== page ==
Decision-making in criminal defense: an empirical study of insanity pleas and the impact of doubted client competence.

Author:Bonnie, Richard J.

This Article presents an empirical study of attorney-client decision-making in a sample of 139 criminal cases in which the key decision was whether to pursue a clinically supported insanity defense. The study is of interest for two reasons: first, it augments the general literature on attorney-client interactions in criminal defense;(1) second, it sheds light on the relation between client involvement in decisions regarding the defense or disposition of criminal cases and defense attorneys' perceptions of their clients' competence.

The competence of criminal defendants to make decisions is of particular importance in the wake of the Supreme Court's 1993 decision in Godinez v. Moran.(2) In holding that the constitutional standard for competence to plead guilty is the same as the standard for competence to stand trial, the Court pointed out that defendants are called upon to make numerous decisions in the course of a criminal case, whether or not the case is tried.(3) To our knowledge, this article presents the only systematic study of the relation between client competence, as perceived by their attorneys, and decision-making participation.


    In previous studies, we have investigated attorney-client interactions in random samples of criminal prosecutions and in a sample of tried cases.(4) Three main findings emerged from these studies. First, more than half of the defendants are described by their attorneys as passive participants in the overall defense,(5) with about one in ten described as uninvolved or "extremely passive."(6) Second, about ten percent of clients are described by their attorneys as recalcitrant, i.e., as rarely or never accepting the attorneys' advice.(7) Interestingly, passivity and recalcitrance are reported less frequently when attorneys are asked to focus specifically on situations in which the law requires personal client participation, such as the decision to plead guilty or, in tried cases, the decision to waive a jury trial, than when attorneys are asked to characterize clients' overall participation in decision-making.(8) The third main finding emerging from our previous research is that attorneys have some doubt about the mental capacity of their clients in eight to fifteen percent of felony cases, although mental health assessments are sought in less than half of these cases.(9) The prevalence of reported client passivity is substantially higher among clients whose competence is doubted than among clients whose competence is unquestioned by their attorneys.(10)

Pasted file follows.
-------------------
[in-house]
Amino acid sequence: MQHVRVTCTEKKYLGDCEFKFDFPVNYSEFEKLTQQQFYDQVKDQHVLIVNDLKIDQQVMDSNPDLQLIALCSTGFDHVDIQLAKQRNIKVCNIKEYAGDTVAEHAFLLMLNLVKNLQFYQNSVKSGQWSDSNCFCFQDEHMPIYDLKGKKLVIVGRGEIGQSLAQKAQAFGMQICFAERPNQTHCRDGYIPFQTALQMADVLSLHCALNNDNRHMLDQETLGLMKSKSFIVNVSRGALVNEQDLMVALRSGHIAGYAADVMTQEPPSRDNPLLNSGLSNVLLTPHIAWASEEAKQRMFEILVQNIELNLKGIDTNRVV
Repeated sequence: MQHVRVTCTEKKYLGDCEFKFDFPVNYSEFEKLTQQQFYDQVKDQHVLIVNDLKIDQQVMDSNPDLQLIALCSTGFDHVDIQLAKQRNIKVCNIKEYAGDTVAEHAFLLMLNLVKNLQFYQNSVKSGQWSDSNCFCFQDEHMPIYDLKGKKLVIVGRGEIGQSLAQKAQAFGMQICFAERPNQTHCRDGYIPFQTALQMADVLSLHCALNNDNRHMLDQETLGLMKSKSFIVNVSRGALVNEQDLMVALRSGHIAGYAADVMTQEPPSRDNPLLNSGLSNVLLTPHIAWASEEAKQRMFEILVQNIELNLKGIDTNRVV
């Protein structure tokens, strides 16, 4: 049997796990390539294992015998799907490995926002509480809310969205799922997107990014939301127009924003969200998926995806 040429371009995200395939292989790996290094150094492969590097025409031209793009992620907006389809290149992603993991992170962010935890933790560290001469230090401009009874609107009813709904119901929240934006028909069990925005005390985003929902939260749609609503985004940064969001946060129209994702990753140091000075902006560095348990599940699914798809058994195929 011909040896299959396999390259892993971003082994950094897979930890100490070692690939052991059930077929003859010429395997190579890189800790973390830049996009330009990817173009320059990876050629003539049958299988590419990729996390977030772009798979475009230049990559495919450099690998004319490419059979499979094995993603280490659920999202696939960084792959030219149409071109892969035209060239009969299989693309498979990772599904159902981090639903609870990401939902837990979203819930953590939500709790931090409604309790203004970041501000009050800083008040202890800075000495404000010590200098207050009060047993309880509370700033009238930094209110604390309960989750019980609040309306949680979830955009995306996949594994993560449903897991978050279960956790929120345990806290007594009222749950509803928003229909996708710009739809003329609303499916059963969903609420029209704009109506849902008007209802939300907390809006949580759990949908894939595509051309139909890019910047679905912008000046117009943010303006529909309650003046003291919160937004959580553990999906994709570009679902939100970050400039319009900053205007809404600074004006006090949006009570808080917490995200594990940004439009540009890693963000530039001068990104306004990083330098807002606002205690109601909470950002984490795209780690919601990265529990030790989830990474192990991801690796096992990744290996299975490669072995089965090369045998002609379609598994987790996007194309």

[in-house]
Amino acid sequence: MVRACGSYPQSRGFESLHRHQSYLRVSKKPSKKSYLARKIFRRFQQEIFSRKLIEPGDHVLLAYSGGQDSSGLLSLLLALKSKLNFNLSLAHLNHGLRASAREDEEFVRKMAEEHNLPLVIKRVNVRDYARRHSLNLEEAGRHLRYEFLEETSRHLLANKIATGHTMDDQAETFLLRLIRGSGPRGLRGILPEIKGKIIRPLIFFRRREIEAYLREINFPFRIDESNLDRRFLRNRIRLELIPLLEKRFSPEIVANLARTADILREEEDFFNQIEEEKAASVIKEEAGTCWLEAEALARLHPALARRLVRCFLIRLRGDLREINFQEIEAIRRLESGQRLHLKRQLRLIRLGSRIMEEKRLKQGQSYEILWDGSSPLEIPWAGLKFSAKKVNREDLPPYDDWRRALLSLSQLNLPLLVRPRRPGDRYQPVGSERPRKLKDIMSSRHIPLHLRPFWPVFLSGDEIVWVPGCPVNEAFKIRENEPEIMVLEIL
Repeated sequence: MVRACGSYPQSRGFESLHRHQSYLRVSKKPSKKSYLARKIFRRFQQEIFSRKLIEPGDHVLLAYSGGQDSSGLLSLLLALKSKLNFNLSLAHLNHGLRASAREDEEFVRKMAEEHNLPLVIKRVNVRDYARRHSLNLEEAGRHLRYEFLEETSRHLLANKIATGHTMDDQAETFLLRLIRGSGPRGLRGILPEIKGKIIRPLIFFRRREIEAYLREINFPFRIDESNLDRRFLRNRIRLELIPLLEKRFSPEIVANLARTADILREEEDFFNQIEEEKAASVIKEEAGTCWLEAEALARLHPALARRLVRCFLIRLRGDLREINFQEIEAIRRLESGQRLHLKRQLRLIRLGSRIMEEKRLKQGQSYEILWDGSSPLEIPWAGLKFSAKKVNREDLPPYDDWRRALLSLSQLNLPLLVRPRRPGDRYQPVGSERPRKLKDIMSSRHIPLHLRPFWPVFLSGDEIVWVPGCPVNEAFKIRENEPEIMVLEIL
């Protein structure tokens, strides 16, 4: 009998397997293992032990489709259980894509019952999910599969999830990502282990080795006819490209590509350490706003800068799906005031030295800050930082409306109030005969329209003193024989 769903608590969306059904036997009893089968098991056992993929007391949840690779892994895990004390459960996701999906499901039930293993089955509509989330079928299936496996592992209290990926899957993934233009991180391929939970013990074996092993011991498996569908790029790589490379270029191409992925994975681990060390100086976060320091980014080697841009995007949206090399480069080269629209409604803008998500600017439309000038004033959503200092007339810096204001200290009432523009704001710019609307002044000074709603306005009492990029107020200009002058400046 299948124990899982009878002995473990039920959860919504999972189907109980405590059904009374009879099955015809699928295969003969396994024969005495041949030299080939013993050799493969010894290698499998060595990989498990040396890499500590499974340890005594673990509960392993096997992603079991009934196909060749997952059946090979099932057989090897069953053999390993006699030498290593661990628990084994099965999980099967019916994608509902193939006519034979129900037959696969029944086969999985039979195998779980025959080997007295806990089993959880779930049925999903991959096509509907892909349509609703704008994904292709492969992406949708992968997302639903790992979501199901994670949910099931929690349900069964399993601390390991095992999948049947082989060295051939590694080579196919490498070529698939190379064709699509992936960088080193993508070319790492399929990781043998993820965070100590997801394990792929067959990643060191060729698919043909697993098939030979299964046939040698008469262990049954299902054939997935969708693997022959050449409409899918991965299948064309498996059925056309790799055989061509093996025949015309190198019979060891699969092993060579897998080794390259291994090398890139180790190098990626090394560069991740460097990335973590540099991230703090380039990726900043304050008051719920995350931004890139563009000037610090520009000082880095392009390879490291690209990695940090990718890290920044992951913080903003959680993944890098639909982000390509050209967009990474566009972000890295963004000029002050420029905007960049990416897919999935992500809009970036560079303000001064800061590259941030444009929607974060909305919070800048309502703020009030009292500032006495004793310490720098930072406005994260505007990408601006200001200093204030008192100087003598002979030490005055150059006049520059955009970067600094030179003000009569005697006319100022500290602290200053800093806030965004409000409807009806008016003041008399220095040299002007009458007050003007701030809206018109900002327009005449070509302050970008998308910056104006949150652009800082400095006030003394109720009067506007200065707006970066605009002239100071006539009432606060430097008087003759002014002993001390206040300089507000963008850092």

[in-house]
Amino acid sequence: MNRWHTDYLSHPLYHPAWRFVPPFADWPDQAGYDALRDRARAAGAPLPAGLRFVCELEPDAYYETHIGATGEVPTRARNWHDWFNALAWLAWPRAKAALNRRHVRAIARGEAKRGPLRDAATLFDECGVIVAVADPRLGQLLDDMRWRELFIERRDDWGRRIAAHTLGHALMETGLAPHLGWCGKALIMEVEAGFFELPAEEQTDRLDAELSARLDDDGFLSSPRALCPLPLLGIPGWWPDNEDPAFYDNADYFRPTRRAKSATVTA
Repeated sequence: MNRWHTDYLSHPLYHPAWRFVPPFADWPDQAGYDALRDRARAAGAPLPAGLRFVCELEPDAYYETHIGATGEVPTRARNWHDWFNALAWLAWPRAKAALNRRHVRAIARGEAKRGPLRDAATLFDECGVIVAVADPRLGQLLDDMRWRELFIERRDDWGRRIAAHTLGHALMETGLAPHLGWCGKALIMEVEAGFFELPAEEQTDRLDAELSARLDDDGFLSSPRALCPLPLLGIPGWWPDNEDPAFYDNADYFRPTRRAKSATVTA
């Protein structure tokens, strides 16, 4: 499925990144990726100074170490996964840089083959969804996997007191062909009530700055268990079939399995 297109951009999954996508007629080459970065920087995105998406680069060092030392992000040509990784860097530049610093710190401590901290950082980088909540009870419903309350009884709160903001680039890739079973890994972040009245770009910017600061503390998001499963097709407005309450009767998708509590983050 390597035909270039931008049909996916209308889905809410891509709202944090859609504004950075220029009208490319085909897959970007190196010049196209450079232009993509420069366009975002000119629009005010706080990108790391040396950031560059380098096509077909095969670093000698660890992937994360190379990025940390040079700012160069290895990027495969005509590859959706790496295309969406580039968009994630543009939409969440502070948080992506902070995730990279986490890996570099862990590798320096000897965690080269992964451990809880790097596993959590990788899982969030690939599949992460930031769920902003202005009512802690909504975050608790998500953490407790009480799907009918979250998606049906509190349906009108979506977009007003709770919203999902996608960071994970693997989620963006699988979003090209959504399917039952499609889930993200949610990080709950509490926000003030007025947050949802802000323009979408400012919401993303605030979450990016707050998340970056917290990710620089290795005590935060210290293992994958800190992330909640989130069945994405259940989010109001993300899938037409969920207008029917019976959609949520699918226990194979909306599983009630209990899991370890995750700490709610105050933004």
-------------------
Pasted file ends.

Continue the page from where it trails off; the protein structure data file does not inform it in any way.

The rate of perceived mental impairment in the general defendant populations sampled in our previous studies was too low to permit a thorough examination of the relation between client mental impairment (as perceived by their attorneys) and attorney-client interaction. Because the rate of perceived impairment is likely to be substantially higher in a population of defendants with clinically supported insanity claims, these cases present an opportunity to study the impact of perceived impairment on the decision-making process.(11)

    Decisions concerning the insanity defense also provide an interesting context for studying broad questions relating to the allocation of decision-making prerogatives in criminal defense. It is clear, for example, that attorneys are obligated to adhere to the instructions of competent clients who refuse to plead insanity.(12) It is not clear, however, that this norm entails the further obligation to facilitate client participation in decisions to pursue, or not to pursue, the defense. Thus, a study of insanity plea decisions presents a unique opportunity to explore the practical meaning of the legal norm of client autonomy in criminal defense.

    1. METHOD


    The Center for Forensic Psychiatry (CFP) in Ann Arbor, Michigan, is a state-operated forensic hospital that conducts pre-trial evaluations for courts throughout the state. The CFP's computerized database was utilized to identify all cases for calendar years 1990 through 1992 in which the CFP's forensic examiner had returned a clinical opinion supportive of the insanity defense.(13) One hundred seventy-six such cases were identified. Data were retrieved from CFP case records regarding client characteristics (e.g., demographics, diagnostic and treatment information) and historical variables of interest (e.g., prior criminal record, history of prior psychiatric treatment). Information regarding attorney-client interaction and decision-making was obtained by CFP staff members in telephone interviews with the defendants' attorneys.(14)